Most Americans prefer aging in place over moving to a retirement community. In fact, almost 90% of Americans 50+ say they want to age in place. So, what does aging in place mean, and what are the benefits compared to other levels of care available to aging Americans?

Aging in place is a common phrase used to describe growing older at home, rather than in a retirement or assisted living community. For many seniors, leaving the home in which they’ve lived their entire lives (or even just their most recent years) can feel like a complete disruption of their day-to-day life. Moving could mean living farther away from friends, family, and places familiar to you. This can be difficult for anyone, especially older individuals, who often also experience memory or mobility issues that make the familiar feel safe. Of course, there are drawbacks to aging in place as well, but let’s take a closer look at the benefits first.

Benefits of aging in place

The primary benefit of aging in place is remaining near family, friends, and familiarity. Over the years, we establish roots in the communities we live, and for many seniors, those roots may be decades deep. According to data from the National Association of Realtors, the desire to live closer to family and friends is strong across generations, but is highest for older home buyers, for which it is the most important factor in buying a home. As we age, we experience different emotions around the loss of friends and family we hold dear as well as our own shifting identities. It’s normal to look for something solid—like our communities—to hold onto. 

Familiarity provides support in more ways than one. It adds to the feeling of having a solid foundation to rely on when things get tough, but familiarity can also help people suffering from mobility or memory issues. 

For people with mobility issues, being aware of which restaurants, parks, and other establishments have made accommodations is easier when you’ve lived in the same area for a while. Remembering and connecting memories can also sometimes be easier when you’ve lived somewhere for decades. For someone with dementia, which affects short-term memories first, aging in place may even mean moving back to their hometown (or another place from an earlier stage of life) where the surroundings and community support long-term memories, least affected by the disease. It’s important to note that a move could worsen a dementia patient’s symptoms, so you should always consult your doctor before making a move.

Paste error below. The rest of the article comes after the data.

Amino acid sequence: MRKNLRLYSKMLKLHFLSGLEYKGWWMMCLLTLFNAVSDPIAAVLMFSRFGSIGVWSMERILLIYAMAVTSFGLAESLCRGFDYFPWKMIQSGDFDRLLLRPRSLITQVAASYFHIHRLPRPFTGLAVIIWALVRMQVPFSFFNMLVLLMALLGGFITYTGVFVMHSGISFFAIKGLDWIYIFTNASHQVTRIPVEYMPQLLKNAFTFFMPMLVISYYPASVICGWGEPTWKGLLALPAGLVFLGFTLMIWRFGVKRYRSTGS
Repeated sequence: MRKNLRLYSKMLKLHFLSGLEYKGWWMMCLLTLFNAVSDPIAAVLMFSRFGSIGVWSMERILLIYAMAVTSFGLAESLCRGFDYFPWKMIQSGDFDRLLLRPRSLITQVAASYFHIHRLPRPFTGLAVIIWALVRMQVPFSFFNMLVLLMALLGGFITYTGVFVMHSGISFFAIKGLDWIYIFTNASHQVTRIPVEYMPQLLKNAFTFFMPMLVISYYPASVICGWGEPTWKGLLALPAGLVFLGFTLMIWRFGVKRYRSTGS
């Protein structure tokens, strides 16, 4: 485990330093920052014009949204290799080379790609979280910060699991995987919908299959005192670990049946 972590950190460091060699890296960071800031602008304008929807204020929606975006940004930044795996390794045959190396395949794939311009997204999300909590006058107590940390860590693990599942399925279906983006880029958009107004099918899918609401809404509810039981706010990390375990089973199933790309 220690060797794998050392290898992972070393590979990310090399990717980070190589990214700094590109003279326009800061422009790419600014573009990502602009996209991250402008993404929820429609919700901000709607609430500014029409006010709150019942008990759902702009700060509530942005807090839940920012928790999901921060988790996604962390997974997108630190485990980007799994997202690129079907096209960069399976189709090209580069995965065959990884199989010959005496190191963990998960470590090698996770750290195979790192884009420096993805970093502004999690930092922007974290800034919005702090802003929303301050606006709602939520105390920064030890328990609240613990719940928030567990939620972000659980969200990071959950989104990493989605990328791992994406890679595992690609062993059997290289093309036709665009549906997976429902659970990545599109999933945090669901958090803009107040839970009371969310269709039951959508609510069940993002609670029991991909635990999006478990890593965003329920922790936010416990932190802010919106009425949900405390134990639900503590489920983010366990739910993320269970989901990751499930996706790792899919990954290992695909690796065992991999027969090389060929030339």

Drawbacks of aging in place

Many people prefer to age in place, so why do people choose to live in assisted living or skilled nursing facilities? In some cases, seniors are no longer safe living independently. This could be due to a need for assistance, an inability to seek care in case of emergency, or the presence of hazards in their home. Stairs and other tripping hazards can lead to falls that are sometimes detrimental to an older person’s health. Additionally, impaired vision is common as we age, and can result in normal home features becoming everyday hazards. Finally, elderly individuals are also more likely to forget to turn off appliances, change smoke detector batteries, and schedule preventative maintenance.

Quality of life is another concern when considering aging in place. For starters, maintaining a home takes a lot of work. From cooking and cleaning to lawn care and maintenance, the upkeep of a home is too much for many older Americans to handle alone. There are services to help with homemaking, but assisted living is an attractive option for many who seek independent living with a supportive community filled with peers. 

And that brings us to another important drawback to aging in place: loneliness caused by a lack of (the right) community. When you choose to stay in a community you’re familiar with, you receive the benefits of being close to loved ones—but your friends and family have work and other commitments that may leave you feeling lonely rather than supported. Moving to a retirement community could result in a surrounding community that is better fit for the support you need now.

Aging in place checklist

Many aging Americans choose to live in place for as long as they can. If you’re hoping to age in place for as long as possible, follow this checklist to ensure you’ll have the environment, products, and services you need for safety and convenience while living independently.

1. Understand the pros, cons, and costs of aging in place

We’ve covered some of the benefits and drawbacks of aging in place. Be sure to look at them to determine if aging in place is a good option for you. In addition to these pros and cons, you need to consider the cost of long-term care as it compares to aging in place. Many people get sticker shock when looking at the monthly cost of assisted living, which has a median monthly cost of $4,500 in the US—but aging in place comes with its own costs. You may need to make home modifications (or purchase a new home) and pay for products and ongoing services to maintain a healthy lifestyle at home. These costs can add up, so be sure to compare quotes from assisted living facilities with an estimated budget for aging in place before making your decision.